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Jiří Hutečka Comrades from the Front

The article aims at analyzing the process of remembering and memory discourses of the First World War as experienced by both Czech and Slovak veterans during the interwar years. Specifically, main attention is given to the vast majority of Czech ex-servicemen who spent the war in Austro-Hungarian uniform, which brought their memory of the war into a precarious position under the new state of Czechoslovakia. They had to cope with the fact that the years they spent in the trenches were not only completely overshadowed by the official discourse of the “heroic legionnaire” (i.e., member of the Czechoslovak Legion, a small minority of men who served in the war), but also with the fact that since early 1920s the general society sought to construct its (non-legionary) memory of the war around the more and more pronounced concept of the “good soldier Svejk”, i.e. a slacker subversive to the K.u.K. war effort, only waiting to go AWOL. As the hegemonic masculinity of the time tended to at least partially revolve around the image of heroic service (epitomized by the legionnaire myth), author follows several paths the K.u.K. ex-servicemen treaded in their effort to both fit into the general discourse of wartime “nation building” and keep in line with the hegemonic masculine image. As it is clear, after the Great Depression and especially during 1930s, their efforts in this area resulted into a group-specific collective memory of the First World War, emphasizing a well-fulfilled (even though unwilling) duty fitting of good men and citizens.

Jiří Hutečka PETR WOHLMUTH, Krev, čest a hrůza. Historická antropologie pevnostní války na příkladu britských deníků z obléhání pevnosti Bergen op Zoom z roku 1747 [Blood, Honour and Horror. Representations of Siege Warfare in British Journals During the Siege at Bergen op Zoom in 1747]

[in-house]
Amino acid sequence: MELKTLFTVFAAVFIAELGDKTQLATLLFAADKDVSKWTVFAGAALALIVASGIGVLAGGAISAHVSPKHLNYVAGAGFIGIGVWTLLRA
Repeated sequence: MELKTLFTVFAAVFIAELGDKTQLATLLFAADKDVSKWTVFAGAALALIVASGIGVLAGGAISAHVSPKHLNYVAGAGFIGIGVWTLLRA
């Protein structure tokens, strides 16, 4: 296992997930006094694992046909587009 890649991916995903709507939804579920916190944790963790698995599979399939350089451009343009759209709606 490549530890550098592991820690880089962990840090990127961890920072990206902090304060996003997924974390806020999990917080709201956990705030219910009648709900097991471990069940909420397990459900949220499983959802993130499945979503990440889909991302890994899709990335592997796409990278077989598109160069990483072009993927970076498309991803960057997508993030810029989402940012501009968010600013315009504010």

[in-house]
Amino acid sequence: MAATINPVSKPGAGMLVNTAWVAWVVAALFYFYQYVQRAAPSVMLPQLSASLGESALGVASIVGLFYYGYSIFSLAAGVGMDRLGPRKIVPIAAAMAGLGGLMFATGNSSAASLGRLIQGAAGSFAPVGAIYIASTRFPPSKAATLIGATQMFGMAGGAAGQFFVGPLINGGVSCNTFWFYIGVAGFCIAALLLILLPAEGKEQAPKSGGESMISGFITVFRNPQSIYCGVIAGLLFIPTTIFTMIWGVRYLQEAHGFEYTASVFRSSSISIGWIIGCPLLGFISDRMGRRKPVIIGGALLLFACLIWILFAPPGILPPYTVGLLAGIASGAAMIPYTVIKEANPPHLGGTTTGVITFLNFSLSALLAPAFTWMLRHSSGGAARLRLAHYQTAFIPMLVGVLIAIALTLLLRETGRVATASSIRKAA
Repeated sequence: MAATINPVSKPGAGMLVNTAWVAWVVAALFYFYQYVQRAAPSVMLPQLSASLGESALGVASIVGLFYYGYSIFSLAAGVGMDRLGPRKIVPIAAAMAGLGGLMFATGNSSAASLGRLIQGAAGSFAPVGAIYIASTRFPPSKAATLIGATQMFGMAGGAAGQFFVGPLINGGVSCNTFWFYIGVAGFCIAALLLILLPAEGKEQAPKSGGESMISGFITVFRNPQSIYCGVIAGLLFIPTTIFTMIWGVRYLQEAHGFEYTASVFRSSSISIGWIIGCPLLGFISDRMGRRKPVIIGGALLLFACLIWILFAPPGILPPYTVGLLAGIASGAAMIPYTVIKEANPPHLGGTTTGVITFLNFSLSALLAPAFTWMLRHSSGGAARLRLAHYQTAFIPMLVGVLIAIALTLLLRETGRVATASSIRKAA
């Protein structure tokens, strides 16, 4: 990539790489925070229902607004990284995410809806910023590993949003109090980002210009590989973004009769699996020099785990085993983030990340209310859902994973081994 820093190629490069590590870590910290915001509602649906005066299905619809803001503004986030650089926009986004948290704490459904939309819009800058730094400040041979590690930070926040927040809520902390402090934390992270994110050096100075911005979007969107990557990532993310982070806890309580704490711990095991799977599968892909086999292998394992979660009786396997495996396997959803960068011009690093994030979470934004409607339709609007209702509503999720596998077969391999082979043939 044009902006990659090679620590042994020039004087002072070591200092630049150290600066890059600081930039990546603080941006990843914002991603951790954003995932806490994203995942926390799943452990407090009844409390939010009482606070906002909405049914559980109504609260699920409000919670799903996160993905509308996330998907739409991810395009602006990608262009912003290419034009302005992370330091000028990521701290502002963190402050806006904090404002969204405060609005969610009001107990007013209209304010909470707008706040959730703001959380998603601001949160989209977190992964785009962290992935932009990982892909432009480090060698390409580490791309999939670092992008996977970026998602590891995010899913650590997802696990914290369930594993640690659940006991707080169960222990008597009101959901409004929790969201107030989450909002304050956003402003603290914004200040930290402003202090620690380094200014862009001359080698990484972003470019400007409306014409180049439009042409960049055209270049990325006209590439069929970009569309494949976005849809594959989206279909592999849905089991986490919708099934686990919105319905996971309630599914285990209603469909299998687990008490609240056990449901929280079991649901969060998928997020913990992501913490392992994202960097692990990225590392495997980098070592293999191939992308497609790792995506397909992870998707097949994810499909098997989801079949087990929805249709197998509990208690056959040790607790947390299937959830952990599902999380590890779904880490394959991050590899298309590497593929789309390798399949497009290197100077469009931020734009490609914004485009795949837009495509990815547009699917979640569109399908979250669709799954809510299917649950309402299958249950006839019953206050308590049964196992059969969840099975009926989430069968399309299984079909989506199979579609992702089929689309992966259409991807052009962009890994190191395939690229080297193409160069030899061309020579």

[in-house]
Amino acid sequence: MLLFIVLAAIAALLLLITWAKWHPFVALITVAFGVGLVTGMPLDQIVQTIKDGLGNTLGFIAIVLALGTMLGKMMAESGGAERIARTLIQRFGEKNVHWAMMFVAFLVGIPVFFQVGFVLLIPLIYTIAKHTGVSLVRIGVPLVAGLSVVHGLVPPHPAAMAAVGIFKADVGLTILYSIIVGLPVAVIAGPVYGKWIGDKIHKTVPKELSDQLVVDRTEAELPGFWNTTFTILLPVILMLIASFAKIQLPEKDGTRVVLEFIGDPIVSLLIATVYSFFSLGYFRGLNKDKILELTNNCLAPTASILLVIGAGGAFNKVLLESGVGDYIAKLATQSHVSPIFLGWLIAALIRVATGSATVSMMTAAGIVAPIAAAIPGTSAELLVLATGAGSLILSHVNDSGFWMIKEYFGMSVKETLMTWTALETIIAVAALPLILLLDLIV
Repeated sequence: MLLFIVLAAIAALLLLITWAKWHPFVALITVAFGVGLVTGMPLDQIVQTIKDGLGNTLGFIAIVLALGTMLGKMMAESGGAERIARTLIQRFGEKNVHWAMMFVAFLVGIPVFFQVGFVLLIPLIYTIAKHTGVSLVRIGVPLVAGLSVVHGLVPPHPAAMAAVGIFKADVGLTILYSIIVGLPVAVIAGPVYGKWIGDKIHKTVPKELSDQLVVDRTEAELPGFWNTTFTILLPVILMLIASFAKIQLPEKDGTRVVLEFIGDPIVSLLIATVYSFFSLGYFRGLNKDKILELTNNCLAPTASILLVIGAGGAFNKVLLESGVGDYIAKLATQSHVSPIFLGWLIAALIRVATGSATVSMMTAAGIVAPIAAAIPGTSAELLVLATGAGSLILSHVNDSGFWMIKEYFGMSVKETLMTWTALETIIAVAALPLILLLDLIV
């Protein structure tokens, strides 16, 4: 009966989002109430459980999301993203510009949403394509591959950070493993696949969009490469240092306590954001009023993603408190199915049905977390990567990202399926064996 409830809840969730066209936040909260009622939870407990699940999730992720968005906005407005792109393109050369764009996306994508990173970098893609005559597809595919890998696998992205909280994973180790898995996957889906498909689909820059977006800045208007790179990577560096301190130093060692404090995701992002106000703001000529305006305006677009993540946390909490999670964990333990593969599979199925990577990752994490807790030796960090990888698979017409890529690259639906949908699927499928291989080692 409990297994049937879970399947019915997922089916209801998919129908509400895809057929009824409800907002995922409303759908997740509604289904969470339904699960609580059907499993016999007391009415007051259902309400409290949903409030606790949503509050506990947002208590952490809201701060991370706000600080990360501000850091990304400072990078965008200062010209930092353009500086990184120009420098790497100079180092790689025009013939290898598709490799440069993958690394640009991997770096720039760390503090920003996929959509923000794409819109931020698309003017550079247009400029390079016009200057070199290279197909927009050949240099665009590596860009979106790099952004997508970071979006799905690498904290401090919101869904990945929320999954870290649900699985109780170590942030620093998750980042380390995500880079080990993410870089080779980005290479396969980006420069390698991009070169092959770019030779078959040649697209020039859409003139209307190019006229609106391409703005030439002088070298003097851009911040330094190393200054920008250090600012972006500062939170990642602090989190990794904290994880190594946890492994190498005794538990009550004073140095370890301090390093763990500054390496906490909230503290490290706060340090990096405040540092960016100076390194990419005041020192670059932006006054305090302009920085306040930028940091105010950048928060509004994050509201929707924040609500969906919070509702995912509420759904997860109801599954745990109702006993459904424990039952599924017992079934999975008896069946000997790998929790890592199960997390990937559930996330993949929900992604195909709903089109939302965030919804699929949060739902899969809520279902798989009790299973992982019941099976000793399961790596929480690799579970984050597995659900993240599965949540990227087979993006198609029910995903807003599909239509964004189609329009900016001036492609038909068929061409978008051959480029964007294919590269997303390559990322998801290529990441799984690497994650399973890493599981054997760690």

Jiří Hutečka VÍTĚZSLAV PRCHAL, Společenstvo hrdinů. Válka a reprezentační strategie českomoravské aristokracie, 1550–1750

Jiří Hutečka „New“ Military History of the First World War

Over recent decades, "new military history" has become a mainstream concept in the historical study of warfare. The article attempts to summarize how this concept has changed our understanding of the First World War, including all the main areas of research it has covered over the years, and focuses on the issue of a "missing link" in the study of conflicts through the lenses of both "new" and "old" military histories – that is, that violence and combat, which are the ultimate focus of every war effort, remain largely left out of the picture current historiographical work paints. Identifying this problem within the context of the historiography of the First World War, the text offers a brief insight into its origins and suggests some possible remedies.